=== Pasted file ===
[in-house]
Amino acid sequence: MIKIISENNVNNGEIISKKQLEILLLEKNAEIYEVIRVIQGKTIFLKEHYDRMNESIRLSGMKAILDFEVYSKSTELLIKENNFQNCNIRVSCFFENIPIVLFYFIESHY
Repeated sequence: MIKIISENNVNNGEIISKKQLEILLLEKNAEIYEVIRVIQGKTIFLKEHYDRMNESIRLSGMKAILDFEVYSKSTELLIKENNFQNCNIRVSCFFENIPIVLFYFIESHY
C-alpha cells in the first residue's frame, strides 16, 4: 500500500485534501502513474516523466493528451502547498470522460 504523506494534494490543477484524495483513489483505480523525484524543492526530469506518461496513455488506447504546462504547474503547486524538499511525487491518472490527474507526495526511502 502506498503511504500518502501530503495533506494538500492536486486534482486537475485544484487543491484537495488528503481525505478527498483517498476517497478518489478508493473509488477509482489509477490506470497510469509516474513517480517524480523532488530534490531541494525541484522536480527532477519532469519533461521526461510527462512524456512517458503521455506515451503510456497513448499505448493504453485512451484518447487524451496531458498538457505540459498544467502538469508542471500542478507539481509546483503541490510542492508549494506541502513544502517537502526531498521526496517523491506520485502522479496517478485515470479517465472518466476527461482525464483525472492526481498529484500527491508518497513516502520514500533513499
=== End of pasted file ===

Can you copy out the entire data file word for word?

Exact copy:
[in-house]
Amino acid sequence: MIKIISENNVNNGEIISKKQLEILLLEKNAEIYEVIRVIQGKTIFLKEHYDRMNESIRLSGMKAILDFEVYSKSTELLIKENNFQNCNIRVSCFFENIPIVLFYFIESHY
Repeated sequence: MIKIISENNVNNGEIISKKQLEILLLEKNAEIYEVIRVIQGKTIFLKEHYDRMNESIRLSGMKAILDFEVYSKSTELLIKENNFQNCNIRVSCFFENIPIVLFYFIESHY
C-alpha cells in the first residue's frame, strides 16, 4: 500500500485534501502513474516523466493528451502547498470522460 504523506494534494490543477484524495483513489483505480523525484524543492526530469506518461496513455488506447504546462504547474503547486524538499511525487491518472490527474507526495526511502 502506498503511504500518502501530503495533506494538500492536486486534482486537475485544484487543491484537495488528503481525505478527498483517498476517497478518489478508493473509488477509482489509477490506470497510469509516474513517480517524480523532488530534490531541494525541484522536480527532477519532469519533461521526461510527462512524456512517458503521455506515451503510456497513448499505448493504453485512451484518447487524451496531458498538457505540459498544467502538469508542471500542478507539481509546483503541490510542492508549494506541502513544502517537502526531498521526496517523491506520485502522479496517478485515470479517465472518466476527461482525464483525472492526481498529484500527491508518497513516502520514500533513499